Since I had completed the 23Things on my own when I first found out about the program I was amazed at the differences. The PSLA version of 23 things is not the same as the 23Things I did on my own a couple of years ago. I love that 23Things is available to use under a Creative Commons license because I am thinking of developing a version for my district to introduce our teachers to what is available on the Web. It could be completed for Act 48 credit through the district with assistance from those who have completed the 23Things. Somehow though I wonder how many more things could be explored. There is so much more out there than can be explored in just 23Things. But it is a starting place and enough to get teacher’s feet wet. To improve the 23Things program I would simply enlarge it. Make 23Things be the starting point and then have teachers go on from there. 23Things is e-learning at it’s best. 23Things is lifelong learning! Now for the journey to continue!
Sunday, January 25, 2009
Free books a librarian’s dream! Free books are wonderful whether they are physical books or e-books. E-books are another way to get kids to read and or listen to books. I often recommend audio books to special education students but I require them to have the book in front of them as they listen. Finding free sources of audio and ebooks is wonderful. FriedBeef’s Tech is a website that touts itself as the ultimate guide to the best places to get free ebooks. So many of the books in the public domain are now available as PDF files and can even be read on my iPhone with a free application called “Stanza.” I enjoyed exploring the site LibriVox because it has both a listening and ebook catalog. As a birthday gift a few years ago my son gave me a year’s subscription to Audible.com. Since then I have won a grant from Donor’s Choose and I got 2 iPods for my library that I allow students to check out loaded with audio books. Most of the books I have are in the public domain so it is easy to find ebooks that go with the audio books. Students love using technology in this way and it makes reading fun even for the most reluctant readers. I love audio books and ebooks.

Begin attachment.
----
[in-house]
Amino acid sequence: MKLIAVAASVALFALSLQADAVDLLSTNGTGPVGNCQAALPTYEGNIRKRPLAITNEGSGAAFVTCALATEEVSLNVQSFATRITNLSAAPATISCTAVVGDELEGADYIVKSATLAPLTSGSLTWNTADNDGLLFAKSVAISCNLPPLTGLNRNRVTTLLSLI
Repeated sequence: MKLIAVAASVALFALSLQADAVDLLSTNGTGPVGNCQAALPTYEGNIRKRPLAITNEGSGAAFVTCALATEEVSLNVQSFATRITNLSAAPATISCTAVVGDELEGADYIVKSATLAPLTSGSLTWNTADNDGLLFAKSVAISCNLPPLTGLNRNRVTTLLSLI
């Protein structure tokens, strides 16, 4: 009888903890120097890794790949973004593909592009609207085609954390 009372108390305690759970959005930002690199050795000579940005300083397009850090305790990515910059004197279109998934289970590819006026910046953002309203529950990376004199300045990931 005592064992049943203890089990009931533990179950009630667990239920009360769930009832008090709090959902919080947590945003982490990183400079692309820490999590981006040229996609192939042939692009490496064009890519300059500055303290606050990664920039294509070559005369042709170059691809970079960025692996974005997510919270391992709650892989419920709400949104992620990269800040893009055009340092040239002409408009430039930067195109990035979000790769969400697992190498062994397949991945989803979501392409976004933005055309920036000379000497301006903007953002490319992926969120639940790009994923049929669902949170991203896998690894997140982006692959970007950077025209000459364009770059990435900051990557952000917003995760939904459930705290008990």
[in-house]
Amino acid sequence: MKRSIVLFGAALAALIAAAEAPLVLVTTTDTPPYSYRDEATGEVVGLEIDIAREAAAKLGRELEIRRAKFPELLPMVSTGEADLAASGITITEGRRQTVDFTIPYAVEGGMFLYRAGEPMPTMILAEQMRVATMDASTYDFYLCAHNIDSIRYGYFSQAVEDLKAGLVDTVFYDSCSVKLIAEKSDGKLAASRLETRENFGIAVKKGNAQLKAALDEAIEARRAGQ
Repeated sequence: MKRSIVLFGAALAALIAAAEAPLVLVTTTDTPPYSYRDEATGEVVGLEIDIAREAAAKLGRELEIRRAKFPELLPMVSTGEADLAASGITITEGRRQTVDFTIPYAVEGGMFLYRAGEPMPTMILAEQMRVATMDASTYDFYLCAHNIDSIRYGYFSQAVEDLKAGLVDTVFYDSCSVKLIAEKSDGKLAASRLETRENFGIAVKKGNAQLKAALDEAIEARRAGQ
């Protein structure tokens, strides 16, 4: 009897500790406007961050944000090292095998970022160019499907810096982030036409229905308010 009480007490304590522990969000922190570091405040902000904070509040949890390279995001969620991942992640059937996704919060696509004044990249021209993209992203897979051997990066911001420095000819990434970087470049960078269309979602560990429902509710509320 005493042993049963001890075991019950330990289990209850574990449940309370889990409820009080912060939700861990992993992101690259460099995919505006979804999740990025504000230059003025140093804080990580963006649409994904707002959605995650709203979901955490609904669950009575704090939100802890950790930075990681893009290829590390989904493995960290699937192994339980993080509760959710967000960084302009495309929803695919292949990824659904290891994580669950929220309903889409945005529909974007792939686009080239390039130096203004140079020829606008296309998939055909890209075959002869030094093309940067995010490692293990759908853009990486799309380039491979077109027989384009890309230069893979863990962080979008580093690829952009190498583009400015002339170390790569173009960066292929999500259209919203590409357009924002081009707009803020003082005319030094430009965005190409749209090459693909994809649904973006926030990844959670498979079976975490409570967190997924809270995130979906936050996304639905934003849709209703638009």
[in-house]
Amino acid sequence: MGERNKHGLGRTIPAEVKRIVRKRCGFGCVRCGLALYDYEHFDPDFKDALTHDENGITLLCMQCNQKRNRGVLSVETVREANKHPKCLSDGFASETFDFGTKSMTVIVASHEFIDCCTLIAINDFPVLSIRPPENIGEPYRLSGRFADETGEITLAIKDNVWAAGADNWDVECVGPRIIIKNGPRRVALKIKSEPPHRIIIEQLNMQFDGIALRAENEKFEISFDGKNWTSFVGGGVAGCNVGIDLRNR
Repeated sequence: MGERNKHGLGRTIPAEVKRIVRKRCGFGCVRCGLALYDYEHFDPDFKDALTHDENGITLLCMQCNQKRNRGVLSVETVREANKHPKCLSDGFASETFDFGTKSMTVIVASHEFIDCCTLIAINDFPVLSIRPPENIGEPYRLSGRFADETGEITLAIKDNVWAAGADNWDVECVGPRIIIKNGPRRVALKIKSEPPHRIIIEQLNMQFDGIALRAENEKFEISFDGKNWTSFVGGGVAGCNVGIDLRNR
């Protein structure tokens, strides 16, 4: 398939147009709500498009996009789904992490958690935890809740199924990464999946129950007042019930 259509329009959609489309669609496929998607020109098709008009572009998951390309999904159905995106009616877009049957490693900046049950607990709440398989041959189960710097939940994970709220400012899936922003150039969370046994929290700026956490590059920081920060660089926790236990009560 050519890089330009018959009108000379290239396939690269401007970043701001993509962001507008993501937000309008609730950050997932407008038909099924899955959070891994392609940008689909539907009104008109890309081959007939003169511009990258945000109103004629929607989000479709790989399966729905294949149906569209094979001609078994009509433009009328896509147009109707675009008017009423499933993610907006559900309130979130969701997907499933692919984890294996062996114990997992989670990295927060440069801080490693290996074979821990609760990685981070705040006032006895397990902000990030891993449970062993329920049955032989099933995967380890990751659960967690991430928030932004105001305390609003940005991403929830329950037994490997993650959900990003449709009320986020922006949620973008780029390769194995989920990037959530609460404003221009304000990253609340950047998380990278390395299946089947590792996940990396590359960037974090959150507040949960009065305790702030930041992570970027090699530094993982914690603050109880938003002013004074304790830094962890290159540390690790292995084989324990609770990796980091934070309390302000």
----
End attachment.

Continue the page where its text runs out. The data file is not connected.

Monday, January 19, 2009
I have been looking for and listening to podcasts for a couple of years now. Some that I listen to regularly are: Cranky Geeks, Geek Brief TV, and Jumping Monkeys (I also like TWIT but have been focusing on Jumping Monkeys because it is more relevant to elementary aged children). I also like Tekzilla. David Warlick has a podcast but he does not produce shows on a regular basis. His last episode was #103 and was posted in mid December. My new favorite podcast to recommend to teachers is CultureGrams Training. Our district purchased CultureGrams but there has been limited training. The podcast helps learn to use the program and offers curriculum guides. Booktalks Quick and Simple is Nancy Keane’s daily booktalk for books for grades K-12. I listen to podcast through iTunes but sometimes I like to go directly to the websites because often there are show notes with clickable links. I have blogged about Jumping Monkeys before when they did a show on the Baby Name Wizard.
Unfortunately YouTube is blocked in my school district. Actually, I understand that some of the content can be questionable. As part of this exercise I clicked on the Librarian’s Manifesto and was shocked that nude pictures were included. I had planned to embed that video here but once I saw the nude photo decided to look for something more appropriate for an elementary librarian. And, I found MrMarshall1’s video that was just placed on YouTube in November. It is called “How to locate a book on the library shelves.”